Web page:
4. @ khatl — That’s a great question! Indeed I value Amex, Chase, and Citi points equally, but others don’t. In situations where return on spend is equal, I typically decide based on which points currency I have the smallest balance of, and/or what my travel plans look like in the near future, and which points currency would be most useful for that.

    For example, if I’m low on Chase Ultimate Rewards points and value some Hyatt redemptions, then I would prioritize spending on a Chase card. If I wanted to book an award ticket through Aeroplan, then I would prioritize spending on an Amex card.

    Often the tiebreaker is which card offers better purchase protection, travel coverage, is better about disputing charges, etc.

  5. What kills me is that citi cant transfer to AA, like chase has UA card but you can also transfer UR to UA.

  6. @ Sung — I agree, I do wish that Citi ThankYou points could be transferred to American, that would be a great option. Regarding Chase Ultimate Rewards transfers to United, though, how often is that actually useful? In my experience other transfer partners typically have better Star Alliance award redemption pricing.

  7. Chase has the best travel protections, but I think it goes Amex > Citi > Chase in regards to the points actual value. Besides Amex having the best transfer partners, they also have the most consistent transfer bonuses. Chase is great for people who don’t want to think and just get 1.5 value from a point, but for most people who know how to optimize points, they’re the least valuable.

  8. I have the $495 Prestige and $95 Premier. I would like to cancel the Prestige but last year I tried and was told different things by different people who I spoke to on the phone on how not to lose my ThankYou Points. I ended up combining my ThankYou Points because the 1st person said if I did that, my points would not expire if I kept the Premier. The next time I spoke to someone, they said I had 60 days to use my points or else it would expire if I cancelled the Prestige. Since it was combined, I asked if I transferred my points out, would the points from my Prestige take precedence and the person said no. And yet another person told me there were limitations on which airline I could transfer to. I was super confused and frustrated since I combined my points based on the advice of the first person I talked to.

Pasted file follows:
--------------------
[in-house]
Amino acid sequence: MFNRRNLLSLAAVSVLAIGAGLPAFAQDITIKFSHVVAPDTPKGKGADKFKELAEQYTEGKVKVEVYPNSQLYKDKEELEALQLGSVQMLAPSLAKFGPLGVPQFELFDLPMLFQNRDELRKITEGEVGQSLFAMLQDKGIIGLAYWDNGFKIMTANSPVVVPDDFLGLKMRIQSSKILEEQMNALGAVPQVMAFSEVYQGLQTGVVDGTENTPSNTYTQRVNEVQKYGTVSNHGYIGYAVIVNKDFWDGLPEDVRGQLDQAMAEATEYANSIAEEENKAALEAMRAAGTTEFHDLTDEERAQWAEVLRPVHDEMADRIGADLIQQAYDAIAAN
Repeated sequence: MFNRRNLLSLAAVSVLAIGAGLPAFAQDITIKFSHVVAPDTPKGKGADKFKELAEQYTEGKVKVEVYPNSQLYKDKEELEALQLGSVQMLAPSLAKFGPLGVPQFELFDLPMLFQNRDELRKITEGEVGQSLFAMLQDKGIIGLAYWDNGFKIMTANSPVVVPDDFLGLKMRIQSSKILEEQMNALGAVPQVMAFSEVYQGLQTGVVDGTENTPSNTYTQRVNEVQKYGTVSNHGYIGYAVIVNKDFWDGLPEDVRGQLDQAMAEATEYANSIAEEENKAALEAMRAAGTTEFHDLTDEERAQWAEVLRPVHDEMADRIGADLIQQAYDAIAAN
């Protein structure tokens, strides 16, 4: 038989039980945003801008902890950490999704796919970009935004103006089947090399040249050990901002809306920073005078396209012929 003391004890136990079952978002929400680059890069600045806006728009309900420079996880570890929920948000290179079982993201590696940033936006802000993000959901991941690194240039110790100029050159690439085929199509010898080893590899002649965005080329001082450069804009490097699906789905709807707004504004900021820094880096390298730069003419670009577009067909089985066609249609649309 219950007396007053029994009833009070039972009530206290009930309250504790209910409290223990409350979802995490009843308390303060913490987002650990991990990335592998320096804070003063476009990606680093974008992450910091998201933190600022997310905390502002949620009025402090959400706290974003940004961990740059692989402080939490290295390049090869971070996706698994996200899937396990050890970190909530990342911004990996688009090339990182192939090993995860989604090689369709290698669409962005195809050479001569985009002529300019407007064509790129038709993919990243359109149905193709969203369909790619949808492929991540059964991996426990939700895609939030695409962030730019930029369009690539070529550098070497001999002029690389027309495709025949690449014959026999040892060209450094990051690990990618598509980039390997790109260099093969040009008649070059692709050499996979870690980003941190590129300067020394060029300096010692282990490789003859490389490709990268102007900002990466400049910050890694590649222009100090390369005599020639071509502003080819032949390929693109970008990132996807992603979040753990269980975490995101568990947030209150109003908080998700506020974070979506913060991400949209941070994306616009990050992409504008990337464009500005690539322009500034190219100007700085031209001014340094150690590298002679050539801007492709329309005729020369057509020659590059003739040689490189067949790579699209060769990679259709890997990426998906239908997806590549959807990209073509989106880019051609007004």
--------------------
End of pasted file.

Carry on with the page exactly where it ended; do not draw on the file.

Because I got such conflicting messages, I ended up not cancelling the Prestige for fear of losing my 300K ThankYou points.

    Does anyone have any advice?

  9. Ben,

    As I hinted at in the Amex guide, canceling EDP + Green + downgrading Prestige makes a lot of sense if you’re getting Gold (plus keeping Platinum + CSR). For a total annual fee of $345, you would get:

    -2X with Double Cash or 1.5X with CFU on non-bonus spend whenever you need (no fee and no need to make 30 transactions per month)
    -4X supermarkets and dining/delivery with Gold ($250 fee, minus the value you get from the Seamless/Uber Eats credits)
    -ability to combine/transfer Citi points with the Premier ($95 fee, minus the value you get from booking award tickets through transfers)

    Then you still have the general travel/airfare bonuses from CSR and Platinum, and you have been able to consistently offset those annual fees.

  10. @lorraine
    If you combine points and cancel a card you have 60 days to use the points from that came from the cancelled card.

  11. Lucky, I’m surprised you haven’t dumped the Amex EDP for the Amex Gold already. It’s a pretty obvious switch, especially with the new Amex Gold credits. Amex Green is superflous.

    Citi Prestige makes more sense if you are fully committed to Thank You points (i.e. you put flight, hotel, and dining charges on that card, with Double Cash elsewhere). In a multi ecosystem setup, not sure if the Prestige is worth it.

  12. Hi Ben, great guide on the “Citi” gang! I have one thing to add on the benefits of the Prestige card: Fourth night free. If used properly and twice a year, this could easily be worth average $ 300-400 per year. Combining this with other benefits you mentioned above, almost makes this card free for me and I still add on the ThankYou Points. Here is how this worked out in the past for me:

    Travel discount: 250
    Hotels stays two times: 350
    Total benefits: 600
    Annual Fee: 495

    Add to that the lounge stays via Priority pass and I easily get much more benefit from this card than the annual fee 🙂